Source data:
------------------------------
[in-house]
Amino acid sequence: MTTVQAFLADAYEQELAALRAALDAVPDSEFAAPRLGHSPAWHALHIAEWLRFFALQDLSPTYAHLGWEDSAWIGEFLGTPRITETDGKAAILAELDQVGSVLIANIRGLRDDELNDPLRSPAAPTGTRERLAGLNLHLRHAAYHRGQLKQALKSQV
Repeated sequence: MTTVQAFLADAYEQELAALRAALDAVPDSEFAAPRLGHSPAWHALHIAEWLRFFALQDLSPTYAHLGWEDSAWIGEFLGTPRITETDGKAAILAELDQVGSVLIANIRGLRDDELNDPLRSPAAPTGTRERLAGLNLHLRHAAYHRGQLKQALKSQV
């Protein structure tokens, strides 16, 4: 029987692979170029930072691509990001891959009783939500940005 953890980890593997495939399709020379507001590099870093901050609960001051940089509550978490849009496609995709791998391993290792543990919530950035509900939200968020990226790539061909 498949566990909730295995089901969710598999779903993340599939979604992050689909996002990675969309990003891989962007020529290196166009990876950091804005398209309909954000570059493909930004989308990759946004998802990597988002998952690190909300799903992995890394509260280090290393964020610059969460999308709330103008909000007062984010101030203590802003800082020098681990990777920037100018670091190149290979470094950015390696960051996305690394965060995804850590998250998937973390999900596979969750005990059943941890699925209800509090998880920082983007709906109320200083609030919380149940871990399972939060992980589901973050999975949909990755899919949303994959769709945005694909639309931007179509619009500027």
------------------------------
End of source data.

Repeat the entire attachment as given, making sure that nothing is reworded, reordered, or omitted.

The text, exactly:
[in-house]
Amino acid sequence: MTTVQAFLADAYEQELAALRAALDAVPDSEFAAPRLGHSPAWHALHIAEWLRFFALQDLSPTYAHLGWEDSAWIGEFLGTPRITETDGKAAILAELDQVGSVLIANIRGLRDDELNDPLRSPAAPTGTRERLAGLNLHLRHAAYHRGQLKQALKSQV
Repeated sequence: MTTVQAFLADAYEQELAALRAALDAVPDSEFAAPRLGHSPAWHALHIAEWLRFFALQDLSPTYAHLGWEDSAWIGEFLGTPRITETDGKAAILAELDQVGSVLIANIRGLRDDELNDPLRSPAAPTGTRERLAGLNLHLRHAAYHRGQLKQALKSQV
């Protein structure tokens, strides 16, 4: 029987692979170029930072691509990001891959009783939500940005 953890980890593997495939399709020379507001590099870093901050609960001051940089509550978490849009496609995709791998391993290792543990919530950035509900939200968020990226790539061909 498949566990909730295995089901969710598999779903993340599939979604992050689909996002990675969309990003891989962007020529290196166009990876950091804005398209309909954000570059493909930004989308990759946004998802990597988002998952690190909300799903992995890394509260280090290393964020610059969460999308709330103008909000007062984010101030203590802003800082020098681990990777920037100018670091190149290979470094950015390696960051996305690394965060995804850590998250998937973390999900596979969750005990059943941890699925209800509090998880920082983007709906109320200083609030919380149940871990399972939060992980589901973050999975949909990755899919949303994959769709945005694909639309931007179509619009500027």